export const SET_TITLE = 'SET_TITLE';


export const setTitle = createAction(SET_TITLE);
/* This is equivalent to
export const setTitle = (payload) => {
  return {
    type: SET_TITLE,
    payload: payload
  };
};
*/
export const setText = createAction(SET_TEXT);

Notice the use of createAction. As the comment says, we are essentially replacing:

export const setTitle = (payload) => {
  return {
    type: SET_TITLE,
    payload: payload
  };
};

with

export const setTitle = createAction(SET_TITLE);

To do this we need to include another package.

yarn add redux-actions

Now, let's create the corresponding reducer.

app/redux/reducers/content.reducer.js

import {SET_TEXT, SET_TITLE} from '../actions/index.actions';

const defaultState = {
  text: '',
  title: ''
};

const content = (state = defaultState, action) => {
  switch (action.type) {
  case SET_TEXT: {
    return {...state, text: action.payload};
  }
  case SET_TITLE: {
    return {...state, title: action.payload};
  }
  default:
    return state;
  }
};

export default content;

Now, let's add the reducer to the root reducer.

app/redux/reducers/root.reducer.js

import {combineReducers} from 'redux';
import test from './test.reducer';
import content from './content.reducer';

export default combineReducers({
  test,
  content
});

Finally, it's time to create our first Smart component.

Create a new file under /pages with the name Home.page.js

app/pages/Home.page.js

import React, {Component} from 'react';
import PropTypes from 'prop-types';
import {connect} from 'react-redux';
import {setTitle, setText} from '../redux/actions/index.actions';
import Home from '../components/Home/Home.component';

class HomePage extends Component {
  render () {
    const {setTitle, setText, title, text} = this.props;
    return (
      <Home setTitle={setTitle} setText={setText} title={title} text={text} />
    );
  }
 }

HomePage.propTypes = {
  setTitle: PropTypes.func,
  setText: PropTypes.func,
  title: PropTypes.string,
  text: PropTypes.string
};

const mapStateToProps = (state) => ({
  title: state.content.title,
  text: state.content.text
});

const mapDispatchToProps = (dispatch) => ({
  setTitle: (title) => dispatch(setTitle(title)),
  setText: (text) => dispatch(setText(text)),
});

export default connect(mapStateToProps, mapDispatchToProps)(HomePage);

If you notice the job of Home Page is just to fetch data and provide logical functions to the view layer.

The corresponding view layer would look like this:

app/components/Home/Home.component.js

import React, {Component} from 'react';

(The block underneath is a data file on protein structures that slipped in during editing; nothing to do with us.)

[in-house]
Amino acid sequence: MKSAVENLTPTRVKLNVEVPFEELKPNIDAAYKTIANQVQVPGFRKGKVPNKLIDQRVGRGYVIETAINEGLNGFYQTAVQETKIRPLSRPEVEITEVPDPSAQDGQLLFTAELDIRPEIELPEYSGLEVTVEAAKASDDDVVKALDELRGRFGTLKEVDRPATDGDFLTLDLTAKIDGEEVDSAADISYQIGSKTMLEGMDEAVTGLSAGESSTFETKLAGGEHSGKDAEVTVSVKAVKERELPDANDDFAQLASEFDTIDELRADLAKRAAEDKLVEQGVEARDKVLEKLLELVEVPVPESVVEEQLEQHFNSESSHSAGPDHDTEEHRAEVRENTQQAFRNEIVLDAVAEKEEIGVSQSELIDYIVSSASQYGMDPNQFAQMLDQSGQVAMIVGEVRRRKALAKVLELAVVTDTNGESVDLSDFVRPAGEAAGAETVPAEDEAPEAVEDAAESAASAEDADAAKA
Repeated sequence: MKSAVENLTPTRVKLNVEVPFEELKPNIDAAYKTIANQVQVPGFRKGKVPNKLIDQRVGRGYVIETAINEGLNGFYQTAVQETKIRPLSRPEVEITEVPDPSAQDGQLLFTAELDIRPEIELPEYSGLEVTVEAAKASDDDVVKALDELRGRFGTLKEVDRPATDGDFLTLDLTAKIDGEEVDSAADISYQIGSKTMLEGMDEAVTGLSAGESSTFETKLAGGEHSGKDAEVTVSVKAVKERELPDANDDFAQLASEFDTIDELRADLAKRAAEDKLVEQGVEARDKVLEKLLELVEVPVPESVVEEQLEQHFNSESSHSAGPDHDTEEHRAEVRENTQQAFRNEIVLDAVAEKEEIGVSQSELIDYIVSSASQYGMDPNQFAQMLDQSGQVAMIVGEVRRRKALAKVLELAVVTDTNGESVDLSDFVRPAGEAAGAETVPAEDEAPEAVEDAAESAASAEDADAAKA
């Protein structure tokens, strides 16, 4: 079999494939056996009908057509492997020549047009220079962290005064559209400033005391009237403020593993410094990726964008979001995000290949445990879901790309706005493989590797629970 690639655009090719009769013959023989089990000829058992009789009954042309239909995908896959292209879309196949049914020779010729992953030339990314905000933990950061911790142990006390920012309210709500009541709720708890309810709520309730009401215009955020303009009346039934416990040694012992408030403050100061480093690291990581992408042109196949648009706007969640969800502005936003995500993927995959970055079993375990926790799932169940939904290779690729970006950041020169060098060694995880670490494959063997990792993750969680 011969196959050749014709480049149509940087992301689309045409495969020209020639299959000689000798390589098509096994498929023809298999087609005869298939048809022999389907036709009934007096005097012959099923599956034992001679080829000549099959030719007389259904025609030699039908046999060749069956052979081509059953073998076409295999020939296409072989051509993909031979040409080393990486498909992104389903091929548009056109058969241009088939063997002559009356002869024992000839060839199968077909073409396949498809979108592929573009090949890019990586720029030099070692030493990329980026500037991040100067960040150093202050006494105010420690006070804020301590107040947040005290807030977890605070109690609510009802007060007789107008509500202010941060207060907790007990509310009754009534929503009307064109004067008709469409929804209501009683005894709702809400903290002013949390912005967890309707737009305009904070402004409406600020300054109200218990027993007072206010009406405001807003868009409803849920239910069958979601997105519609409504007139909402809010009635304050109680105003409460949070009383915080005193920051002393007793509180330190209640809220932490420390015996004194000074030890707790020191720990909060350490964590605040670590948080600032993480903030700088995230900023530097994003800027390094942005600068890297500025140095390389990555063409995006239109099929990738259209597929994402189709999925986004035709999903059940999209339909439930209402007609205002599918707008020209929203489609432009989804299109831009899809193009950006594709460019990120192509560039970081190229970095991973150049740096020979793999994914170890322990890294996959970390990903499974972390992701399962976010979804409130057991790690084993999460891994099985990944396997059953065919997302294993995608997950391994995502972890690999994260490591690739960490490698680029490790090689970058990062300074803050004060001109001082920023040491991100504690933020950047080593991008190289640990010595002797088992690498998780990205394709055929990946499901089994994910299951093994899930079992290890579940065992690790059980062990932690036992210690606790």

import {View, Text, TextInput} from 'react-native';
import styles from './Home.component.style';
import TextArea from '../TextArea/TextArea.component';
import PropTypes from 'prop-types';

class Home extends Component {
  render () {
    const {setTitle, title, text, setText} = this.props;
    return (
      <View style={styles.container}>
        <Text style={styles.titleHeading}> Note Title</Text>
        <TextInput style={styles.titleTextInput}
            onChangeText={setTitle} value={title} />
        <Text style={styles.textAreaTitle}> Please type your note below </Text>
        <TextArea text={text} onTextChange={setText} style={styles.textArea}/>
        <View style={styles.bottomBar}>
          <View style={styles.bottomBarWrapper}>
            <Text style={styles.saveBtn}>Save</Text>
            <Text style={styles.characterCount}>{text.length} characters</Text>
          </View>
        </View>
      </View>
    );
  }
}

Home.propTypes = {
  setTitle: PropTypes.func,
  setText: PropTypes.func,
  title: PropTypes.string,
  text: PropTypes.string
};

export default Home;

Finally, let's modify our app container to include the page instead of the component.

app/App.container.js

import React, {Component} from 'react';
import Home from './pages/Home.page';
import {connect} from 'react-redux';

class App extends Component {
  render () {
    return (
      <Home />
    );
  }
}

export default connect(null, null)(App);

Our app should now look like this:


Although the app looks exactly the same, it is working in a slightly different manner.

If you paid attention you would notice:

  • We now have a clear demarcation between the view and logic layer. Hence, we will know exactly where to look in case there is either a UI or logical bug.
  • We are not importing react-native at all in any part of the whole code base except in app/components/. This means porting the project to any other platform like Electron is as simple as rewriting the app/components directory. The logical layer remains intact.
  • The code is easier to maintain as the flow of data to the view layer happens via props.

The code till here can be found on the branch chapter/9/9.2